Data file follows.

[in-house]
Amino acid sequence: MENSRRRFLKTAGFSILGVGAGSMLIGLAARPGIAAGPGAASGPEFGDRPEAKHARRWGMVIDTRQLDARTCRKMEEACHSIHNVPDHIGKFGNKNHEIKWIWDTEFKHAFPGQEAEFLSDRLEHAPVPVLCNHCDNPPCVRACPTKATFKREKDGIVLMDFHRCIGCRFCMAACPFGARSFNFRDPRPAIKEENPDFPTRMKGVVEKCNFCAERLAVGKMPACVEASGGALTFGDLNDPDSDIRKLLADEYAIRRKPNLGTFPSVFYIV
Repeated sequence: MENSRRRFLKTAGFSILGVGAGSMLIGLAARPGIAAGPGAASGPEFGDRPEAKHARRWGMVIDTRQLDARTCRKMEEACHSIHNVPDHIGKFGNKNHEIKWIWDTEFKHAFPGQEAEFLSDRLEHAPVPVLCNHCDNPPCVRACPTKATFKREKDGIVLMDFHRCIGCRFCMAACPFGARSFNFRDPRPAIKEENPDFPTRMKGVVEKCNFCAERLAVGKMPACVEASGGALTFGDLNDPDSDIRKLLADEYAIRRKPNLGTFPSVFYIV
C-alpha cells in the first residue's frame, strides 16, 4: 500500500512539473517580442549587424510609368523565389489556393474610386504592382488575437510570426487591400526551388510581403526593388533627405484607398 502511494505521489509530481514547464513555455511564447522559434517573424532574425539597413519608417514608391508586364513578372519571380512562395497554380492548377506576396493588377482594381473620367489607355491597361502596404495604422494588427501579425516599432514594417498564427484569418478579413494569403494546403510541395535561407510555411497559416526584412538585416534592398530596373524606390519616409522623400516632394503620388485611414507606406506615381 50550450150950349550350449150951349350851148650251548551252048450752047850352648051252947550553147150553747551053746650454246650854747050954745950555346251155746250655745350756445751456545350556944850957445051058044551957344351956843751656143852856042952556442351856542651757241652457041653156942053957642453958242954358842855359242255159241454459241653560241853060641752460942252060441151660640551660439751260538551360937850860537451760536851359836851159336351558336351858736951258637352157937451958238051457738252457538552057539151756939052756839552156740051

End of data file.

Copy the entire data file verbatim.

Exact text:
[in-house]
Amino acid sequence: MENSRRRFLKTAGFSILGVGAGSMLIGLAARPGIAAGPGAASGPEFGDRPEAKHARRWGMVIDTRQLDARTCRKMEEACHSIHNVPDHIGKFGNKNHEIKWIWDTEFKHAFPGQEAEFLSDRLEHAPVPVLCNHCDNPPCVRACPTKATFKREKDGIVLMDFHRCIGCRFCMAACPFGARSFNFRDPRPAIKEENPDFPTRMKGVVEKCNFCAERLAVGKMPACVEASGGALTFGDLNDPDSDIRKLLADEYAIRRKPNLGTFPSVFYIV
Repeated sequence: MENSRRRFLKTAGFSILGVGAGSMLIGLAARPGIAAGPGAASGPEFGDRPEAKHARRWGMVIDTRQLDARTCRKMEEACHSIHNVPDHIGKFGNKNHEIKWIWDTEFKHAFPGQEAEFLSDRLEHAPVPVLCNHCDNPPCVRACPTKATFKREKDGIVLMDFHRCIGCRFCMAACPFGARSFNFRDPRPAIKEENPDFPTRMKGVVEKCNFCAERLAVGKMPACVEASGGALTFGDLNDPDSDIRKLLADEYAIRRKPNLGTFPSVFYIV
C-alpha cells in the first residue's frame, strides 16, 4: 500500500512539473517580442549587424510609368523565389489556393474610386504592382488575437510570426487591400526551388510581403526593388533627405484607398 502511494505521489509530481514547464513555455511564447522559434517573424532574425539597413519608417514608391508586364513578372519571380512562395497554380492548377506576396493588377482594381473620367489607355491597361502596404495604422494588427501579425516599432514594417498564427484569418478579413494569403494546403510541395535561407510555411497559416526584412538585416534592398530596373524606390519616409522623400516632394503620388485611414507606406506615381 50550450150950349550350449150951349350851148650251548551252048450752047850352648051252947550553147150553747551053746650454246650854747050954745950555346251155746250655745350756445751456545350556944850957445051058044551957344351956843751656143852856042952556442351856542651757241652457041653156942053957642453958242954358842855359242255159241454459241653560241853060641752460942252060441151660640551660439751260538551360937850860537451760536851359836851159336351558336351858736951258637352157937451958238051457738252457538552057539151756939052756839552156740051